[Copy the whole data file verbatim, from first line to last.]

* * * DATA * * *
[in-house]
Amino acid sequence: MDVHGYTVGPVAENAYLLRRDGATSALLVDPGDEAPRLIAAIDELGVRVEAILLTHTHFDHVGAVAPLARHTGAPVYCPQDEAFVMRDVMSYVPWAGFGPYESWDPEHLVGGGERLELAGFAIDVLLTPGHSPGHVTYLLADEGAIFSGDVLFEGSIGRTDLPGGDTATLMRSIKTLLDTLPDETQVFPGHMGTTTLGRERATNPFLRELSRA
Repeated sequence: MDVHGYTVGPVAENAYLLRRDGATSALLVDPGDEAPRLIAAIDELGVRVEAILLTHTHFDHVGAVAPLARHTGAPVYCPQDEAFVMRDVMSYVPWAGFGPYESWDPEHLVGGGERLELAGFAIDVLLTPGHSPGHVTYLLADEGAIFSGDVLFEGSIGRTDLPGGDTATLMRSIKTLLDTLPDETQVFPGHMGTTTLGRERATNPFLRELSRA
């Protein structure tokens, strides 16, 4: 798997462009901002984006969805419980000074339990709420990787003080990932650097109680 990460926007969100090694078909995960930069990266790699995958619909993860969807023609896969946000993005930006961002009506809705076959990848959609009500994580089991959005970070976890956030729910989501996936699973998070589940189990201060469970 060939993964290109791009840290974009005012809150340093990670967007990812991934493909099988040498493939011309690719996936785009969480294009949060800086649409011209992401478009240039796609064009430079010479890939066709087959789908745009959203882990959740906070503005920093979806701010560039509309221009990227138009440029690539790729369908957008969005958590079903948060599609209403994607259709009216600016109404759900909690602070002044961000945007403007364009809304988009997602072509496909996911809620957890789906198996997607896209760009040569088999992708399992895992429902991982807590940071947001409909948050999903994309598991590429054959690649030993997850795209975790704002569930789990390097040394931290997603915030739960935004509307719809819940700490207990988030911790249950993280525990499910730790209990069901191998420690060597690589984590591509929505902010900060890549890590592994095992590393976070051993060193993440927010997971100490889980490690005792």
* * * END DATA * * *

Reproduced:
[in-house]
Amino acid sequence: MDVHGYTVGPVAENAYLLRRDGATSALLVDPGDEAPRLIAAIDELGVRVEAILLTHTHFDHVGAVAPLARHTGAPVYCPQDEAFVMRDVMSYVPWAGFGPYESWDPEHLVGGGERLELAGFAIDVLLTPGHSPGHVTYLLADEGAIFSGDVLFEGSIGRTDLPGGDTATLMRSIKTLLDTLPDETQVFPGHMGTTTLGRERATNPFLRELSRA
Repeated sequence: MDVHGYTVGPVAENAYLLRRDGATSALLVDPGDEAPRLIAAIDELGVRVEAILLTHTHFDHVGAVAPLARHTGAPVYCPQDEAFVMRDVMSYVPWAGFGPYESWDPEHLVGGGERLELAGFAIDVLLTPGHSPGHVTYLLADEGAIFSGDVLFEGSIGRTDLPGGDTATLMRSIKTLLDTLPDETQVFPGHMGTTTLGRERATNPFLRELSRA
């Protein structure tokens, strides 16, 4: 798997462009901002984006969805419980000074339990709420990787003080990932650097109680 990460926007969100090694078909995960930069990266790699995958619909993860969807023609896969946000993005930006961002009506809705076959990848959609009500994580089991959005970070976890956030729910989501996936699973998070589940189990201060469970 060939993964290109791009840290974009005012809150340093990670967007990812991934493909099988040498493939011309690719996936785009969480294009949060800086649409011209992401478009240039796609064009430079010479890939066709087959789908745009959203882990959740906070503005920093979806701010560039509309221009990227138009440029690539790729369908957008969005958590079903948060599609209403994607259709009216600016109404759900909690602070002044961000945007403007364009809304988009997602072509496909996911809620957890789906198996997607896209760009040569088999992708399992895992429902991982807590940071947001409909948050999903994309598991590429054959690649030993997850795209975790704002569930789990390097040394931290997603915030739960935004509307719809819940700490207990988030911790249950993280525990499910730790209990069901191998420690060597690589984590591509929505902010900060890549890590592994095992590393976070051993060193993440927010997971100490889980490690005792």